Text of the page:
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Kiss Me, Kate

Published 28 November 2012

Classic musicals are in the midst of somewhat of a revival, with Top Hat and Singin’ In The Rain still going strong in the West End and now, down the road in Waterloo, Kiss Me, Kate is set to jazz hand and high kick the competition out of the way with a production that is as slick as it is entertaining.

Directed by Trevor Nunn, it’s impossible to spot a weak link in the hugely talented ensemble who, from the opening bars of Another Op’nin, give a high-octane performance which balances the farce of Cole Porter’s comedy musical and its technical difficulty with finesse, offering everything you’d expect from a classic, plus a healthy dose of silliness too.

Hannah Waddingham and Alex Bourne star as the on again, off again pair of leading actors in a low budget musical version of The Taming Of The Shrew. On stage, it’s as deliciously dreadful as it sounds. Off stage the drama is really heating up as the pair flip quicker than that famous dolphin from on again to off again in a series of unfortunate events which leaves Waddingham’s Lilli Vanessi less than happy and suddenly not so amiable to follow the script.

While Nunn’s colourful production is truly an ensemble piece, Waddingham can’t help but steal the show looking every inch the Hollywood icon as Lilli. But while she may make her stage entrance amongst the floral-clad wannabe Broadway showgirls as a ready-made star, looking as intimidating as Cruella De Vil and shining like a diamond against the shabby peeling wallpaper of her dressing room, she quickly unravels, losing all decorum and grace in exchange for scrapping and stomping, becoming more like her bawdy, burping stage counterpart Katherine by the second.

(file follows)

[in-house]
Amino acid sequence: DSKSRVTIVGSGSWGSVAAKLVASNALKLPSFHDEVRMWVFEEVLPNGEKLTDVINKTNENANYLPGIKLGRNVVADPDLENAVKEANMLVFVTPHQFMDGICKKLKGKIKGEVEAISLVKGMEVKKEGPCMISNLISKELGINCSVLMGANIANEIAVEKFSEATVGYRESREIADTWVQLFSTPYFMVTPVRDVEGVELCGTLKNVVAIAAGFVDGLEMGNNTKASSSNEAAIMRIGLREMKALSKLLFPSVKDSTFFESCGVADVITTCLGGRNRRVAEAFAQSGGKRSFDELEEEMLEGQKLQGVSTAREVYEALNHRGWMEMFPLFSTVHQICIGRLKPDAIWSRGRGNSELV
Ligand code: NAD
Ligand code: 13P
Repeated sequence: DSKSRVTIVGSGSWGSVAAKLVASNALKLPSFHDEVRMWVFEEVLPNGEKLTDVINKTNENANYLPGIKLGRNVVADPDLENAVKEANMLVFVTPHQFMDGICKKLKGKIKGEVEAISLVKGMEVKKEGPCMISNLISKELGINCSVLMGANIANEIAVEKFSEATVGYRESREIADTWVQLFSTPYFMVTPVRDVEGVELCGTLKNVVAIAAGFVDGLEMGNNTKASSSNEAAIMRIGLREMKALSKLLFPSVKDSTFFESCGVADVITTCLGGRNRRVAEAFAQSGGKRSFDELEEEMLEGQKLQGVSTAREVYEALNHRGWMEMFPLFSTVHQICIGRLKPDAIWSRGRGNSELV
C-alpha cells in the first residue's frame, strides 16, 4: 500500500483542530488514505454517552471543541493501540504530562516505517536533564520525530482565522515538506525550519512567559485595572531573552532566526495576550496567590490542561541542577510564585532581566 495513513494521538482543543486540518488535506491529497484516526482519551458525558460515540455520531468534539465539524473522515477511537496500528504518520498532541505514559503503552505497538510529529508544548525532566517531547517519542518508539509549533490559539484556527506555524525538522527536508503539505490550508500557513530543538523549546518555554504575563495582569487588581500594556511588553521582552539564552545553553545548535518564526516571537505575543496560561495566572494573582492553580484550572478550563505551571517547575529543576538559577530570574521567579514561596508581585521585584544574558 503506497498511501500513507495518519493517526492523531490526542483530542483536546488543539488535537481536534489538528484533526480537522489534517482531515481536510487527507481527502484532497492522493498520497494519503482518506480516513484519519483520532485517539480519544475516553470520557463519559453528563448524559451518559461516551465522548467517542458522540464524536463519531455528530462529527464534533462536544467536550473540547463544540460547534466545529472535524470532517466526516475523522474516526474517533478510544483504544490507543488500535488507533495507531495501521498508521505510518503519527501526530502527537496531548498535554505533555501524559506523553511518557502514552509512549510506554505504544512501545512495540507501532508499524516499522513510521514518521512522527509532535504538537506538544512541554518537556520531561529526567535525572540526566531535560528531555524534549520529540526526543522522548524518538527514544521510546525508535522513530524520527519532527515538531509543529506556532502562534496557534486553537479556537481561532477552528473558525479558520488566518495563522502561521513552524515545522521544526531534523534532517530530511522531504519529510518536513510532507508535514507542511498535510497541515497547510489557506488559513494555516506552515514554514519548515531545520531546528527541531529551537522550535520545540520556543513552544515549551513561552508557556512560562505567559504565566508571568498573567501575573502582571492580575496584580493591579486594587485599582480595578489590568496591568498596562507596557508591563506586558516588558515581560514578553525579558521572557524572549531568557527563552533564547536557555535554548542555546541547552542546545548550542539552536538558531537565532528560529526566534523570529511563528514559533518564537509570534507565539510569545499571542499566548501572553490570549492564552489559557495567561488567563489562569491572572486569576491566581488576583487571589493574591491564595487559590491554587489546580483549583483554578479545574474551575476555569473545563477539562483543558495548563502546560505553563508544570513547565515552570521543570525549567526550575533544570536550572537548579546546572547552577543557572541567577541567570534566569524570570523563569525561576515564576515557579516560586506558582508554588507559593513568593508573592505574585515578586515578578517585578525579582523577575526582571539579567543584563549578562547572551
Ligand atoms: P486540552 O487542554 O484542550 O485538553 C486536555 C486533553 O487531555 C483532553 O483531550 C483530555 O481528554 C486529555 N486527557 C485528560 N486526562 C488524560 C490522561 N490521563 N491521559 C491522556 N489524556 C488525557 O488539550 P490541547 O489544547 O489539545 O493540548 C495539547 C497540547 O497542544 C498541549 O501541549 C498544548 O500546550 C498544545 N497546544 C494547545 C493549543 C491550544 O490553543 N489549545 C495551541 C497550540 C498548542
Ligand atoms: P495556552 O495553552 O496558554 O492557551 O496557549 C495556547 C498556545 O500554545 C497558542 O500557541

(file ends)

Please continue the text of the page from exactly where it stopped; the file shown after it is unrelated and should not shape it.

Utterly at ease on stage, Waddingham draws every drop of comedy from Porter’s witty, puntastic songs and Sam and Bella Spewack’s razor sharp script, which loses nothing in translation more than 50 years later; singing about Dick will surely still be funny in yet another 50 years, let’s be honest.

But an ensemble piece it is and her fellow cast members are not left in her wake, instead bringing the show to life with dancing as sharp as the company’s enviable cheek bones and a scattering of comic performances that bring the house down. While Bourne delivers his comedy straight as the fiery and a tad pretentious Fred Graham, the slightest glint of a mad man in his eye as he spars with Lilli and weathers the storm with little more success, Holly Dale Spencer’s performance is rather less subtle as the dim but sneaky Lois Lane, and rightly so; proving there is an art in making acting look bad. With too much blush and a wide-eyed manic look that would suggest a thyroid problem if it weren’t partnered with so much zeal, her double act with Adam Garcia’s laid back Bill Calhoun adds a youthful, naughty edge to the production as they question why is it exactly that neither of them can behave.

With a sassy maid and over the top dresser, two gangsters with a similar amount of brain cells to rub together between them and a hotbed of divorces, proposals, romances and affairs, there is never a dull moment in Kiss Me, Kate. At the end of the day, it’s truly all just Too Darn Hot.

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